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11-29-2009, 11:13 PM
  #4
jarek
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No offense, but you entirely missed the point of our team. We never built a team to play around a balls to the walls offensive game. We built a team that has a strong commitment to team defense and a quick transition game that relies on speed and passing. Also, I find your evaluations of Roberts and Mikhailov somewhat inaccurate. Roberts is an accomplished offensive player that we showed also had a strong physical dimension to his game. Here are his stat finishes:

- Top-10 in goals 7 times (1st*, 2nd*, 2nd, 2nd, 3rd*, 8th, 9th) *-PCHA
- Top-10 in assists 3 times (2nd, 4th, 10th)
- Top-10 in points 7 times (2nd*, 2nd, 2nd, 3rd*, 5th*, 6th, 10th) *-PCHA

As for Mikhailov:

- Soviet League All-star (1969, 1971, 1973, 1974, 1975, 1977, 1978, 1979)
- Soviet League MVP (1978, 1979)
- Top-5 in Soviet MVP Voting 8 times (1st, 1st, 2nd, 3rd, 3rd, 4th, 5th, 5th)
- Top-6 in Soviet League Scoring in 14 of 15 seasons from 1966-1980 (1st, 1st, 2nd, 2nd, 2nd, 2nd, 3rd, 3rd, 4th, 4th, 4th, 5th, 5th, 6th)
- 429 goals, 223 assists, 652 points in 572 Soviet League Games

That is a very dominant offensive record for Mikhailov. On top of that, he was basically the Russian version of Tony Leswick. He started his career out as a checker and there is no mention of him ever sacrificing defensive responsibilities for offense. On top of that, he was a very physical player. He loved to play in front of the net and in the corners. Scoring goals from the slot, much like Phil Esposito, was his bread and butter, and he usually succeeded. He, like Tony Leswick, was also a very mouthy player, often flinging insults to get opponents off their game. If you do plan to play your checking line against our first line, I think your checking line will have a lot to deal with here, especially Steen. Can he handle Mikhailov, mentally and physically? We'll see.

I'm not too worried about the Sakic line, because we have what I believe to be the best two-way third line in the entire draft. Not only are all 3 guys excellent defensively, but the aforementioned Leswick was very tough and his checking assignments usually consisted of guys like Gordie Howe (before Detroit acquired Leswick) and Maurice Richard, so Sid Smith, with no disrespect intended, won't be a terribly huge issue for Leswick to deal with. McKenney was noted as a very good defensive player, and Ramsay is.. Ramsay. I think your wingers on the top line will be effectively neutralized most of the time. Can Sakic do it all by himself? His best success came when Peter Forsberg was playing with him, I believe, but I don't think either of them faced a chechking unit quite like this one.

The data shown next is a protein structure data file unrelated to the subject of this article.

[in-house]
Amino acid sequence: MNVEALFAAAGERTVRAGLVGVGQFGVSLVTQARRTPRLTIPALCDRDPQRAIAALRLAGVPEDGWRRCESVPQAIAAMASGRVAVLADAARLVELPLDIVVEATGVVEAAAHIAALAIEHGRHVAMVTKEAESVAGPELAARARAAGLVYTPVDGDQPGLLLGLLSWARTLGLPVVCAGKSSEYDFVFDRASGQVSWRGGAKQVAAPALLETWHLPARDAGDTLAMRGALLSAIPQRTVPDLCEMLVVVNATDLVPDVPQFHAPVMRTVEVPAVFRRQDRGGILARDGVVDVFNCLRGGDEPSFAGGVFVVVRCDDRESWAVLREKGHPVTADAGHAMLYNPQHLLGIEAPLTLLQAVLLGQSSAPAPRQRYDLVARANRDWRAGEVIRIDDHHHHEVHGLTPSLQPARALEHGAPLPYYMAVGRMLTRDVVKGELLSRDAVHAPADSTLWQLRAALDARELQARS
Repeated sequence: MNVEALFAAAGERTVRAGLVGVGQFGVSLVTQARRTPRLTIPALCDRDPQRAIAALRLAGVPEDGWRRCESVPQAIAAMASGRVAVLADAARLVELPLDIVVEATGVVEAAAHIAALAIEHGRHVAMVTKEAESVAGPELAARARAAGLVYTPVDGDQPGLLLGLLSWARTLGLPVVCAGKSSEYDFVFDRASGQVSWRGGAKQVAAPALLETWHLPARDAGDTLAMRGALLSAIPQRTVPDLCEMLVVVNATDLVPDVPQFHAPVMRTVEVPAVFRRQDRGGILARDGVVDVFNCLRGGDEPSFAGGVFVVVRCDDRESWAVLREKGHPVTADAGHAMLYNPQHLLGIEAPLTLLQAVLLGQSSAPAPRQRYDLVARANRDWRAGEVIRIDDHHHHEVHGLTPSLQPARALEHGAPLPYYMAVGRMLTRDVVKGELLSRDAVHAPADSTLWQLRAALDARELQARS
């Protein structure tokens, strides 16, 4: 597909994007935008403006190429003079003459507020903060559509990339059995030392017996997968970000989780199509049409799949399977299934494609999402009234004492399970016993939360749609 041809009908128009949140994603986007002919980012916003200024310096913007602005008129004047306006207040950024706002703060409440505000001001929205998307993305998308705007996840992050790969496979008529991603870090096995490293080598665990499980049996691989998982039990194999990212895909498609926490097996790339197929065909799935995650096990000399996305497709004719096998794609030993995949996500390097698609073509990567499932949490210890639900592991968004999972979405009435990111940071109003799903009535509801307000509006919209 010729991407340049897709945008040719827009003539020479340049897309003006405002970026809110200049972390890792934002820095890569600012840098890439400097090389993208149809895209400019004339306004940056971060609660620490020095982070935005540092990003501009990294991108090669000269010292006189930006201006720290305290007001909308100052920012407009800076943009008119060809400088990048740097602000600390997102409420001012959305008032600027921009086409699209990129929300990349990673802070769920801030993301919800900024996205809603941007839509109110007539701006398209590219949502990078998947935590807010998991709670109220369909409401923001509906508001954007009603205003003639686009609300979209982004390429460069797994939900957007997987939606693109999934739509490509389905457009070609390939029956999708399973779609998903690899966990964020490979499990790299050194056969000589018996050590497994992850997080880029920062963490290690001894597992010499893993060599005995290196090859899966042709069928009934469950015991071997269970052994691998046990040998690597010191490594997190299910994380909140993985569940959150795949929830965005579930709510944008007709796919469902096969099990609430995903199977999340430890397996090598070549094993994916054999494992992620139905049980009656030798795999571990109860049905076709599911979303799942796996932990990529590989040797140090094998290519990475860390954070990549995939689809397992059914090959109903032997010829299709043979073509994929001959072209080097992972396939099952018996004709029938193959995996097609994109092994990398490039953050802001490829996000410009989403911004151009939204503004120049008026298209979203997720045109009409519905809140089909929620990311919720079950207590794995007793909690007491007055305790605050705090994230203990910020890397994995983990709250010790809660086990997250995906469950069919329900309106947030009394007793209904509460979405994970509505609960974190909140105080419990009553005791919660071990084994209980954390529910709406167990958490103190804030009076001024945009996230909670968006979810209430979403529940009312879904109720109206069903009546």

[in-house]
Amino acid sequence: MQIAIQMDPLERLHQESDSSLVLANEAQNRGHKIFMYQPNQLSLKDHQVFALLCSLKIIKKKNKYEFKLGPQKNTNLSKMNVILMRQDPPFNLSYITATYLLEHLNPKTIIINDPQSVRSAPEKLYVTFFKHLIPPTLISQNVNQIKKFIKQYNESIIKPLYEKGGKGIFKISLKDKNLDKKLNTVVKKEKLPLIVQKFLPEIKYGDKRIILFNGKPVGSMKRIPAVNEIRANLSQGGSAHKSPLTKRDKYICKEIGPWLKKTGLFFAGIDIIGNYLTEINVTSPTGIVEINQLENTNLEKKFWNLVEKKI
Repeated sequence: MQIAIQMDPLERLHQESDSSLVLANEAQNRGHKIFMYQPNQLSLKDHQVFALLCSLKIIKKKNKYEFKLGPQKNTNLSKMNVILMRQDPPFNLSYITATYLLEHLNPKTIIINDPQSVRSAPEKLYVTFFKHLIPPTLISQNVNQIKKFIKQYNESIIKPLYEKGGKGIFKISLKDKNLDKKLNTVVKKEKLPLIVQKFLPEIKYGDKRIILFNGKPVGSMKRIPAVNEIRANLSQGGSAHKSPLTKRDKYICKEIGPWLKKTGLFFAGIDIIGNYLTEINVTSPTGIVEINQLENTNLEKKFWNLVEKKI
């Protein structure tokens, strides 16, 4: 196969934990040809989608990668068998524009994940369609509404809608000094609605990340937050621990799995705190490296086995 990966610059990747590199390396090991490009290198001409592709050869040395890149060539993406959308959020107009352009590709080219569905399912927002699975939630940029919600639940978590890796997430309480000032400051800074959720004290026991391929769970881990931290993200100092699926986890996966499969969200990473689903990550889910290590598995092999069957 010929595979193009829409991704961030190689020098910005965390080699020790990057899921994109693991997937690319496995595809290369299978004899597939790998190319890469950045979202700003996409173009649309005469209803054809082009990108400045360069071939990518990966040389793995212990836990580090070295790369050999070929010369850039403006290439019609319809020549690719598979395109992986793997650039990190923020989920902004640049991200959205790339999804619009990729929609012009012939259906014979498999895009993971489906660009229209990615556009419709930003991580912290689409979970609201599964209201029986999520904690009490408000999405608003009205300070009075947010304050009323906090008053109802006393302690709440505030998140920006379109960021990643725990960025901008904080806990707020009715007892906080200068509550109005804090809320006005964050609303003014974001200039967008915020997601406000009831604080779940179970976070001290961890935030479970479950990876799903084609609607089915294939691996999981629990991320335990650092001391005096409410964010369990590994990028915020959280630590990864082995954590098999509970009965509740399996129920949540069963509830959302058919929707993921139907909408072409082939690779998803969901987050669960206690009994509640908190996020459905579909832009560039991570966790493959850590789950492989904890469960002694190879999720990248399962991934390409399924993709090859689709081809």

That brings me to your second line. While Dionne was a very accomplished regular season performer, how will he do in this series? We'll have no problem matching our 2nd line against yours. Norm Ullman and Dick Duff were both very effective defensive players that will match up well to Dionne and Leach, especially physically. I'm not sure that Dionne was ever noted for being a tough guy at all, so Ullman has an inherent advantage in checking him here. As for Leach, Dick Duff should have a similar effect on him as Ullman will have on Dionne. Was Leach physical at all? Even if he was, Duff will be able to at least match that, and still be able to defend against him effectively. I like that your team employs run and gun offense, but I feel you've met an opponent that won't need to win against you in an offensive slugfest, because we have two lines that will be excellent in checking your best lines. And when we do get the puck, we have excellent puck moving defenders on every single pair to get the puck up ice, especially Lester Patrick and Paul Coffey. I see this as a serious issue on your defense corps. Our team has the tools to move the puck out of the zone quickly and efficiently - does yours? Bourque is a given and the first pair is fantastic. I do have questions about the other two pairs.

And then there is the goaltending, of course. Grant Fuhr will absolutely not be a liability here for you, but this is Jacques Plante you need to get the puck past. You believe that we need to match your run and gun offense while not becoming a liability as we do so. I think the exact opposite. We have players that combine excellent defensive play with physicality that will be able to defend against your players effectively, and when they retrieve the puck, they will be able to leave the zone quickly and efficiently. The second D pairing with Foote will especially be exploited because of his lack of speed. I think Regina's strong passing and skating skills throughout combined with the team defense will see us through this series, and that's before Jacques Plante is considered. Last series he apparently had to be the MVP, and this series we will make it a point to prove that is not necessarily the case. Scoring comparisons to follow.

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